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“Roughing it Safely”
I’m sure you are as excited as I am with the camping season about to start. If you get nothing more from my articles it is this. The first thing you buy for your RV and for your family is a new Carbon Monoxide (CO) detector. With permission, I want to emphasize Ric Grant’s letter: “Carbon Monoxide Poisoning” RVT #144. “Ric Grant, a Gas Safety Officer for the BC Safety Authority (BCSA) in Nelson, BC has shared some dramatic statistics. Between 2000 and 2006, 111 Canadians died from carbon monoxide (CO) poisoning. Every year BCSA Safety Officers investigate between 1 and 3 incidents involving CO in our province alone.” Don’t let this silent killer claim you, your family, or your friends as a statistic. Always leave fuel-burning appliances outside; never bring them into an enclosed space like a tent or RV and when using built in appliances make sure you use the exhaust fan and keep roof vents open. I encourage you to go to the BCSA website and take a few minutes to review the carbon monoxide safety materials provided, it could save your life. http://safetyauthority.ca/carbon-monoxide
To optimize the space in the dishes cupboard (1), I installed a wire shelf and cup hooks. I purchased a remnant shelf from a big box store for $6.00. Now all my dishes are organized behind one door. The balance of the shelf was used to organize the microwave shelf (2). I never used this appliance so I removed it and gained some valuable space. It was excellent to store baked goods in sealed containers (3).
To save battery power while boon docking replace the second bulb in a ceiling fixture with an LED bulb. It will use a fraction of the wattage of a regular bulb and will provide ample light while relaxing.
To keep the light from streaming in the bedroom door or from your overhead vents, cut blackouts out of vinyl, attach Velcro on the corners so they are easily removed when not required. Make them for the inside of any windows that are interrupting your sleep.
The ultimate in roughing it smoothly is taking your entertainment with you. I love the great outdoors but spending a few days hunkered down by bad weather can put a real strain on a family. I’m still old school with the 12v/110v, TV/VCR combo. Not plugged in, the TV still works and I keep a few VCR tapes on hand. In the top of my homemade rotating TV cabinet is a DVD player and speaker control box. To the left is a satellite radio receiver. I have this radio in the truck when we travel so an extra base station was all I needed to purchase. The picture on the right shows the satellite antenna bolted to the inside window frame. An amplifier below provides upgraded sound. Hey I’m a guy; as Jacquie just raises her eyebrows.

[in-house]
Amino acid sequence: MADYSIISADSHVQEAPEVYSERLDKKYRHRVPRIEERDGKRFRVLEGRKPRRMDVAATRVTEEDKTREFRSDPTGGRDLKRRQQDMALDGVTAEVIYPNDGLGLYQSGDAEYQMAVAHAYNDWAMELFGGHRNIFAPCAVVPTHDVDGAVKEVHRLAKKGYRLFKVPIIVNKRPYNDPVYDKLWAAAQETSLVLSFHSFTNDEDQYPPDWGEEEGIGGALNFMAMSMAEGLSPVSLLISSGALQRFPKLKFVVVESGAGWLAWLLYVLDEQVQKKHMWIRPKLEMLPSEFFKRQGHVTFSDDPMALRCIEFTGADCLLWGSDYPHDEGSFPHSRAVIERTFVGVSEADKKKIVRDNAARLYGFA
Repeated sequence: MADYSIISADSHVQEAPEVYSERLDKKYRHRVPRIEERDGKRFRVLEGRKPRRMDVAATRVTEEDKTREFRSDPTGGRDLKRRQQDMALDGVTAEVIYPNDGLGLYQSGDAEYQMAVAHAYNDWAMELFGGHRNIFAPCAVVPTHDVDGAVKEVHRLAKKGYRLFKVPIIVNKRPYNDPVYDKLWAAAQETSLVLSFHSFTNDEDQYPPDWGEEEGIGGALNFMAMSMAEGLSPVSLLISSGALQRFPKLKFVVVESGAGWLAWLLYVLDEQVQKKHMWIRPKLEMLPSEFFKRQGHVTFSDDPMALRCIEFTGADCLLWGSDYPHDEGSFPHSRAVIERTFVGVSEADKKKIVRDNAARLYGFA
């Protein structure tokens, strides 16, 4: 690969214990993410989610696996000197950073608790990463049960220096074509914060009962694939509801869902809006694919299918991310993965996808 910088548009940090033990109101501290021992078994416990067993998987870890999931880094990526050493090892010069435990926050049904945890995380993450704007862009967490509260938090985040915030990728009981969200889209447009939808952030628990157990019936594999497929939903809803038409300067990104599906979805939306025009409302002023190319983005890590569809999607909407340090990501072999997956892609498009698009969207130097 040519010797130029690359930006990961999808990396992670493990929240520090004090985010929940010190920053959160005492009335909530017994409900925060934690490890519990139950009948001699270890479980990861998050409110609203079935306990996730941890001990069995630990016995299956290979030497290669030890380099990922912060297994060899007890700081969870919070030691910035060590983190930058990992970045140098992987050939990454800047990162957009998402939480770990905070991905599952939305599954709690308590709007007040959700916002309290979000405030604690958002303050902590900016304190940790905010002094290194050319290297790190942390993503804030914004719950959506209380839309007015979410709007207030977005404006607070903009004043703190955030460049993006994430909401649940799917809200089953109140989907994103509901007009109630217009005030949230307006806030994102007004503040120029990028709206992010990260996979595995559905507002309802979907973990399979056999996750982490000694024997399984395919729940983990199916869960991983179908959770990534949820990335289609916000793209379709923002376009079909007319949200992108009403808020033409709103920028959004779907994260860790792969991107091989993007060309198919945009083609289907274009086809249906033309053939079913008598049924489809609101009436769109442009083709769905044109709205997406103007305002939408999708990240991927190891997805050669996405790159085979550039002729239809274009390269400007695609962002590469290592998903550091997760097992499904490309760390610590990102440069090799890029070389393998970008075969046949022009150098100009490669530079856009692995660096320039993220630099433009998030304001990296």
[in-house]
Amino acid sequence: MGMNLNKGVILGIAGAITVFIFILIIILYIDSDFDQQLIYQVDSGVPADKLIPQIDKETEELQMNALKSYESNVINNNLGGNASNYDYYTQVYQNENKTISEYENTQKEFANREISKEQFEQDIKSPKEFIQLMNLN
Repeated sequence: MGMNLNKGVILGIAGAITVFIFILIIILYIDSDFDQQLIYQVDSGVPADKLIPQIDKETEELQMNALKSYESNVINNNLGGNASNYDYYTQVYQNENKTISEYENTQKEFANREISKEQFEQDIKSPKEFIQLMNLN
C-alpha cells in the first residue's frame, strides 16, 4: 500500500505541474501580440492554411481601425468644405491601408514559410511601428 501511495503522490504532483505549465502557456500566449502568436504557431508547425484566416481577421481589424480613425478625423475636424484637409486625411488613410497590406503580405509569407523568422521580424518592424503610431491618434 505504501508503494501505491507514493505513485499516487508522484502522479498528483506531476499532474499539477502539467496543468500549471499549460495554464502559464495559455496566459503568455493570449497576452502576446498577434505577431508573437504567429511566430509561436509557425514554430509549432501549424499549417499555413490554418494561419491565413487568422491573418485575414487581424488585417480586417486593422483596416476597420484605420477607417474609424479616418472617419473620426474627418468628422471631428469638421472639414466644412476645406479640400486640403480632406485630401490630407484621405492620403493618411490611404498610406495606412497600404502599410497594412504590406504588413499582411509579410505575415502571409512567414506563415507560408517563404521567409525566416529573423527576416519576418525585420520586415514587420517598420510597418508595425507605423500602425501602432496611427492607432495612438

Getting it and Keeping it Together
The drawers and cupboards in an RV are a challenge to keep tidy and organized. The constant rock and roll of the rig emulates the motion of a blender. A slick way to combat this is put like items into plastic trays. I found that old swiffer containers with clear plastic lids fit nicely into the bottom of the drawers (1). The bins in (2) are rubber maid brand and span across the top edges of the drawer (3) to form a second row, doubling the drawer space and keeping everything within easy reach.
As mentioned above, keeping like items (4) such as electronics has reduced my scavenger hunts for cords and batteries. Larger bins that fit larger cupboards keep things from sliding around, need something, the whole bin can be lifted out. Soups, coffee, cookies, vitamins, people treats, dog food, dog toys, all neat and tidy in their own bin. Other advantages to using storage bins, you can fill them in the house, place them in your RV cupboards and you are packed and organized. Reverse the procedure for unpacking. Now at a glance you can quickly tell what is running low.
Place lighter items in the overhead cupboards to keep the RV from becoming top heavy, canned goods and other heavier supplies should be stored in the lower cupboards.
The RV victim in my past articles is our 28 foot Prowler pulled by “Babe”, my blue ox. A 1991 Dodge ¾ ton with a Cummins Turbo Diesel. Whatever vehicle you use to pull your trailer, treat it as one of the family. Make sure it is ready in every way before setting out on a trip. We will go over hints for your tow vehicle, the exterior of your rig, and some more safety related items in future RV Times.
Thank you all for your kind emails requesting more hints and information, just stay tuned for the next RV Times.
These articles are my first attempt at writing and I really appreciate the encouragement.